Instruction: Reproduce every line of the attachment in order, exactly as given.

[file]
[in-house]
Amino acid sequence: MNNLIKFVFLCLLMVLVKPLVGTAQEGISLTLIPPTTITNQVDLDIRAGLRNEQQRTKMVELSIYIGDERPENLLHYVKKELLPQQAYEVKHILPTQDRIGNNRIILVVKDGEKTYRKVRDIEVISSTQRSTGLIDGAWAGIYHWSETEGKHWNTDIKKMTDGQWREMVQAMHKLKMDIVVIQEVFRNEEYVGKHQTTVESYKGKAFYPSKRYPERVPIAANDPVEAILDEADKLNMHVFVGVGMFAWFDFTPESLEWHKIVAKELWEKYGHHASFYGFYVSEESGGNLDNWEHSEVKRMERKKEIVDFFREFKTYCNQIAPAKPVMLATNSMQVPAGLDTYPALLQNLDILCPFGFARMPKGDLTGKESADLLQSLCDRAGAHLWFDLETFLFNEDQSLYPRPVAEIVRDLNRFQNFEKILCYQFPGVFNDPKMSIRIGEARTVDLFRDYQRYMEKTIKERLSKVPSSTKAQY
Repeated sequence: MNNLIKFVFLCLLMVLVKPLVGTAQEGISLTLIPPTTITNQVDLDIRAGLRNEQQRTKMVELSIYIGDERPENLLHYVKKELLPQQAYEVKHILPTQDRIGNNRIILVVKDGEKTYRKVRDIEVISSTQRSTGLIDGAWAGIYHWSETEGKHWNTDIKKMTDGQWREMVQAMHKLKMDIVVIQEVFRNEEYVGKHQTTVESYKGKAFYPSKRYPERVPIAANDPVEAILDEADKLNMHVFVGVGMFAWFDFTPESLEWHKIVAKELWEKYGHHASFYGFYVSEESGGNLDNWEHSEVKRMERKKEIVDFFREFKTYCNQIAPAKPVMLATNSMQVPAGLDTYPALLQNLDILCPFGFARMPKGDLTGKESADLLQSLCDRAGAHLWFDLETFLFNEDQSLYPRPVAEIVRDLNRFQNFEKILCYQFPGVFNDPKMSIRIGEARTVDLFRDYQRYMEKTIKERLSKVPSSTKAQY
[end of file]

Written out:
[in-house]
Amino acid sequence: MNNLIKFVFLCLLMVLVKPLVGTAQEGISLTLIPPTTITNQVDLDIRAGLRNEQQRTKMVELSIYIGDERPENLLHYVKKELLPQQAYEVKHILPTQDRIGNNRIILVVKDGEKTYRKVRDIEVISSTQRSTGLIDGAWAGIYHWSETEGKHWNTDIKKMTDGQWREMVQAMHKLKMDIVVIQEVFRNEEYVGKHQTTVESYKGKAFYPSKRYPERVPIAANDPVEAILDEADKLNMHVFVGVGMFAWFDFTPESLEWHKIVAKELWEKYGHHASFYGFYVSEESGGNLDNWEHSEVKRMERKKEIVDFFREFKTYCNQIAPAKPVMLATNSMQVPAGLDTYPALLQNLDILCPFGFARMPKGDLTGKESADLLQSLCDRAGAHLWFDLETFLFNEDQSLYPRPVAEIVRDLNRFQNFEKILCYQFPGVFNDPKMSIRIGEARTVDLFRDYQRYMEKTIKERLSKVPSSTKAQY
Repeated sequence: MNNLIKFVFLCLLMVLVKPLVGTAQEGISLTLIPPTTITNQVDLDIRAGLRNEQQRTKMVELSIYIGDERPENLLHYVKKELLPQQAYEVKHILPTQDRIGNNRIILVVKDGEKTYRKVRDIEVISSTQRSTGLIDGAWAGIYHWSETEGKHWNTDIKKMTDGQWREMVQAMHKLKMDIVVIQEVFRNEEYVGKHQTTVESYKGKAFYPSKRYPERVPIAANDPVEAILDEADKLNMHVFVGVGMFAWFDFTPESLEWHKIVAKELWEKYGHHASFYGFYVSEESGGNLDNWEHSEVKRMERKKEIVDFFREFKTYCNQIAPAKPVMLATNSMQVPAGLDTYPALLQNLDILCPFGFARMPKGDLTGKESADLLQSLCDRAGAHLWFDLETFLFNEDQSLYPRPVAEIVRDLNRFQNFEKILCYQFPGVFNDPKMSIRIGEARTVDLFRDYQRYMEKTIKERLSKVPSSTKAQY